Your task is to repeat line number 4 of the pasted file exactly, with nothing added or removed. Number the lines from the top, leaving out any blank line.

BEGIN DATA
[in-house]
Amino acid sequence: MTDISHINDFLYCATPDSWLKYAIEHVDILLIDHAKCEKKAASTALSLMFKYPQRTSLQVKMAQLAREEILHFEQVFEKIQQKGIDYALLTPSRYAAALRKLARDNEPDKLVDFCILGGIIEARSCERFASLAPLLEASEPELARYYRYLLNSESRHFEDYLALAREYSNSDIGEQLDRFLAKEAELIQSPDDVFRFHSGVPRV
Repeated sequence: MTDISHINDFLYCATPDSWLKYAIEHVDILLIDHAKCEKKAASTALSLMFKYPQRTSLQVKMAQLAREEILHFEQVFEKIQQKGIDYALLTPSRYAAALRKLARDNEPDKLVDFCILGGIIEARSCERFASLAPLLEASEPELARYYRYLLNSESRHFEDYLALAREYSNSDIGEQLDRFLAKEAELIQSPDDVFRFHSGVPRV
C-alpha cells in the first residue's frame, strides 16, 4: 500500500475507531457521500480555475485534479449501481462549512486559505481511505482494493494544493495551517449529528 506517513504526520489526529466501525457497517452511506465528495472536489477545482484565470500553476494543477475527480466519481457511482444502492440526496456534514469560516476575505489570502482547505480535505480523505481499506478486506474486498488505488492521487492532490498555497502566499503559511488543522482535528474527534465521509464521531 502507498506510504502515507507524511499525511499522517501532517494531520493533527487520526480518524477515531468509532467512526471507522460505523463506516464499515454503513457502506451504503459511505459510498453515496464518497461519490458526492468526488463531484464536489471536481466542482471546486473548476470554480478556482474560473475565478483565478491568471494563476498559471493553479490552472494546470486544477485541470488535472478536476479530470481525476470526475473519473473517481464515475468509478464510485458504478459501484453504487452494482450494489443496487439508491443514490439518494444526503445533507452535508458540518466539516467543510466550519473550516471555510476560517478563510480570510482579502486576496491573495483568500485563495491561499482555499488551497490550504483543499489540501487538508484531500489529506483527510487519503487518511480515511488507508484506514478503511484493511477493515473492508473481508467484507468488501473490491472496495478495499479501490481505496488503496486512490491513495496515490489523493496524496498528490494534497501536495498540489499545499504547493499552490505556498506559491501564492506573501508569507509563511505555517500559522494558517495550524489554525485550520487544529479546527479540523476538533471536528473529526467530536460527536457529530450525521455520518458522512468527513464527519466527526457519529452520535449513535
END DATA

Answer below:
C-alpha cells in the first residue's frame, strides 16, 4: 500500500475507531457521500480555475485534479449501481462549512486559505481511505482494493494544493495551517449529528 506517513504526520489526529466501525457497517452511506465528495472536489477545482484565470500553476494543477475527480466519481457511482444502492440526496456534514469560516476575505489570502482547505480535505480523505481499506478486506474486498488505488492521487492532490498555497502566499503559511488543522482535528474527534465521509464521531 502507498506510504502515507507524511499525511499522517501532517494531520493533527487520526480518524477515531468509532467512526471507522460505523463506516464499515454503513457502506451504503459511505459510498453515496464518497461519490458526492468526488463531484464536489471536481466542482471546486473548476470554480478556482474560473475565478483565478491568471494563476498559471493553479490552472494546470486544477485541470488535472478536476479530470481525476470526475473519473473517481464515475468509478464510485458504478459501484453504487452494482450494489443496487439508491443514490439518494444526503445533507452535508458540518466539516467543510466550519473550516471555510476560517478563510480570510482579502486576496491573495483568500485563495491561499482555499488551497490550504483543499489540501487538508484531500489529506483527510487519503487518511480515511488507508484506514478503511484493511477493515473492508473481508467484507468488501473490491472496495478495499479501490481505496488503496486512490491513495496515490489523493496524496498528490494534497501536495498540489499545499504547493499552490505556498506559491501564492506573501508569507509563511505555517500559522494558517495550524489554525485550520487544529479546527479540523476538533471536528473529526467530536460527536457529530450525521455520518458522512468527513464527519466527526457519529452520535449513535